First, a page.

Different densities in either breast has complicated interpretation of screening mammography, Elizabeth Tracey reports
High breast density has added complexity to the value of screening mammography, and now a new wrinkle has emerged, with a recent study showing that different densities in each breast can be a risk factor for breast cancer. William Nelson, director of the Kimmel Cancer Center at Johns Hopkins, explains.
Nelson: They had 289 cases of breast cancer. They assigned 2 controls each, they tried to match for the right age and the number of mammograms they had. They watched the breast density over 10 years average age was about 56,57 years old and what they found was that the breast that ultimately proved to harbor cancer had a slower decline in the mammographic density so high mammographic density a little bit increased risk of breast cancer. High density that doesn't decline as rapidly over time they also be a harbinger of breast cancer. :30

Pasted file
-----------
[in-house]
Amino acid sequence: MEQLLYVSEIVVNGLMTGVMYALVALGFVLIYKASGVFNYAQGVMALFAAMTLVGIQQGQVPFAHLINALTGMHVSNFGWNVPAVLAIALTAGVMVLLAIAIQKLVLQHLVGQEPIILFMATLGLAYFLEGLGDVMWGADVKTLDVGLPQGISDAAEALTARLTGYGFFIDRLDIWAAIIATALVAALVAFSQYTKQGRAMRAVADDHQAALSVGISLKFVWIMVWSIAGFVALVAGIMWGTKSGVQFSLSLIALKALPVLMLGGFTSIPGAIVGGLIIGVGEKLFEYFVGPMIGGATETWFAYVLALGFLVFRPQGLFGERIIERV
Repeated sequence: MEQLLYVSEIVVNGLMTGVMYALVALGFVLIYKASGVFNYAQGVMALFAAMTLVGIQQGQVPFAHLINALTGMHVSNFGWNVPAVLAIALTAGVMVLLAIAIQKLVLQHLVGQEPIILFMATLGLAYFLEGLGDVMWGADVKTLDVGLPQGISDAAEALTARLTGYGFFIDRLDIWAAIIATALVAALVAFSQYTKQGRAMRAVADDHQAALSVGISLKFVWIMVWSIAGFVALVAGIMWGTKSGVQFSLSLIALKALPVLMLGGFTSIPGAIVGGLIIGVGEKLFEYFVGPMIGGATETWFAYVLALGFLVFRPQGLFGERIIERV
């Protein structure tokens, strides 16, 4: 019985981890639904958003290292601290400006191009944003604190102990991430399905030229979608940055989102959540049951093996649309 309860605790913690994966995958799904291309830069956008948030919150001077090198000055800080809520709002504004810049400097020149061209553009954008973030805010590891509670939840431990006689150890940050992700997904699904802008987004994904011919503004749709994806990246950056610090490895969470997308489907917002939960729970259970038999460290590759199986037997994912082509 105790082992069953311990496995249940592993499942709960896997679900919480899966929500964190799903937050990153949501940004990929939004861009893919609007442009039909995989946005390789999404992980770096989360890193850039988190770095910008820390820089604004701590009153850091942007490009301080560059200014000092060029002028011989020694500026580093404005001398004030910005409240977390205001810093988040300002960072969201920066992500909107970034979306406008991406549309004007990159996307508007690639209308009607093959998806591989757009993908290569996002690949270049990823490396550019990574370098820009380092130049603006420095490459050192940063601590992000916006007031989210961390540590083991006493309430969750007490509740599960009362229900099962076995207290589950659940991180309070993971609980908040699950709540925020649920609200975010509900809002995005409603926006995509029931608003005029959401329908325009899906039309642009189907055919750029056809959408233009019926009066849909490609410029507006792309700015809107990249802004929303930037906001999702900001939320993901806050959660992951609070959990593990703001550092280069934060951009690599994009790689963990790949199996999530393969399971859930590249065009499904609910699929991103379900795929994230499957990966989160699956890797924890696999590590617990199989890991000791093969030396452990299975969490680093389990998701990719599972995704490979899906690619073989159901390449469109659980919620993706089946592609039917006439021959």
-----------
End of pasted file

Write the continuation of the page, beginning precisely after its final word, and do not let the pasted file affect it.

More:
Nelson says that after menopause breast density declines, and when it doesn’t that may raise concerns. He says this may be one more analysis done with mammography to pinpoint risk. At Johns Hopkins, I’m Elizabeth Tracey.